A servomechanism is a system in which motion is automatically controlled by means of comparing real physical motion to a variable representative of that motion to achieve a satisfactory unity between the two. This definition is not restricted to motion, but can be applied to any quantifiable variable.
Rudimentary servomechanisms have been employed in a variety of operations since the early days of the Industrial Revolution. Today, especially when incorporated with numerical controls, servomechanisms are the foundation of all modern industrial automation and a large number of other industries and applications.
The term ‘servo’ is often referred to as one of a number of powered actuators which manipulates an object or a component in a system, such as a valve or a motor. This common assumption is incorrect as a servomechanism is a complex system that is defined by three principles.
The Three Defining Principles of a Servomechanism
Human operators provided the means of control in the earliest industrial applications. The first steam engines, for example, were manually actuated by hand to operate valves to let either steam or cold water into and out of the cylinder. But when the valves are connected to the output of the piston, the piston will actuate the cold-water ports when fully extended and operate its steam ports when collapsed. The engine will now oscillate automatically although its operation still uncontrolled.
The first defining principle of a servomechanism is that it provides automatic control. James Watt accomplished automatic control of early steam engines by means of a centrifugal fly-ball governor driven proportionally with the output of the engine. As the velocity of the governor increases, it begins to close a throttle valve which regulates steam for the engine. Watt's mechanical governor is one of the earliest examples of a feedback device operating as a closed loop control, which is the second defining principle of a servomechanism.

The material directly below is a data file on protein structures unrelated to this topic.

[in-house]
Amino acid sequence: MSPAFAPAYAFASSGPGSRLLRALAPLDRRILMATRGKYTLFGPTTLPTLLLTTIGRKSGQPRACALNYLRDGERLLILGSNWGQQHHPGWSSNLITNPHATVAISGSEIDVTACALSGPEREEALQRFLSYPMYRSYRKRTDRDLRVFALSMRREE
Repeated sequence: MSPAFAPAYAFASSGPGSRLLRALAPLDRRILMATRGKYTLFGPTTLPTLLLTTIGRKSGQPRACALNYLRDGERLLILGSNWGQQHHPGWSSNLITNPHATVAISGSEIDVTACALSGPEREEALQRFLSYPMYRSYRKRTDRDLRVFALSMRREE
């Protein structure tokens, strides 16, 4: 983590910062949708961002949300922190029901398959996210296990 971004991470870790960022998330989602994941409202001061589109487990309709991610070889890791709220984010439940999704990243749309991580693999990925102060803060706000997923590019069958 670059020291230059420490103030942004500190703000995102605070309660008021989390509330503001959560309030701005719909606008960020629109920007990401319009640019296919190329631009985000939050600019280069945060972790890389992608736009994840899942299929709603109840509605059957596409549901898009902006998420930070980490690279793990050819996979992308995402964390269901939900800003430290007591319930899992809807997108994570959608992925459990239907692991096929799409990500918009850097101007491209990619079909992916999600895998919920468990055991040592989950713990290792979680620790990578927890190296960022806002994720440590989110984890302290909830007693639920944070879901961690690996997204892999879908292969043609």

The difference between desired operation of the system and the value or position received from the feedback device is known as 'error'(e). It is the purpose of all servomechanisms, and the final defining principle, to achieve an ideal error of zero. A servomechanism operating at zero error is operating at a continuous state of perfect stability. In real applications, a state of absolute stability is rarely achieved and an acceptable minimum of error must be achieved to make the application practical.
In Watt's engine, a manual steam valve serves to set a desired velocity. A second valve attached to the centrifugal governor provides a correcting feedback. The resulting regulation reduces the error between the desired velocity and the actual velocity.
Oscillation and Damping
Before the advent of modern electronics, achieving usably small levels of error in servomechanisms was challenging. In is important to understand, in the example of an engine, that the engine's purpose is to apply force in the form of torque necessary to move a load. The servomechanism's purpose is to regulate this work to be performed at a controlled and stable rate. In an engine's case this rate would be angular velocity or speed. When the θi desired velocity, or setpoint, is greater than the θo actual velocity, the result θi - θo is positive error and the controls will actuate to achieve an increase in torque of the engine.
As the available torque in an engine overcomes the resting inertia necessary to move a load, the result is acceleration. Once acceleration results in the actual velocity surpassing the desired velocity, the result is negative error and the controls will actuate to reduce the torque of the engine to achieve a deceleration the output. But this deceleration of the output will result in positive error again, once the actual velocity is once again less than the setpoint. The engine will now accelerate and decelerate indefinitely, which is known as continuous oscillation. Excessive continuous oscillation is generally unacceptable in most applications. Correcting continuous oscillation to achieve minimal error is known as damping.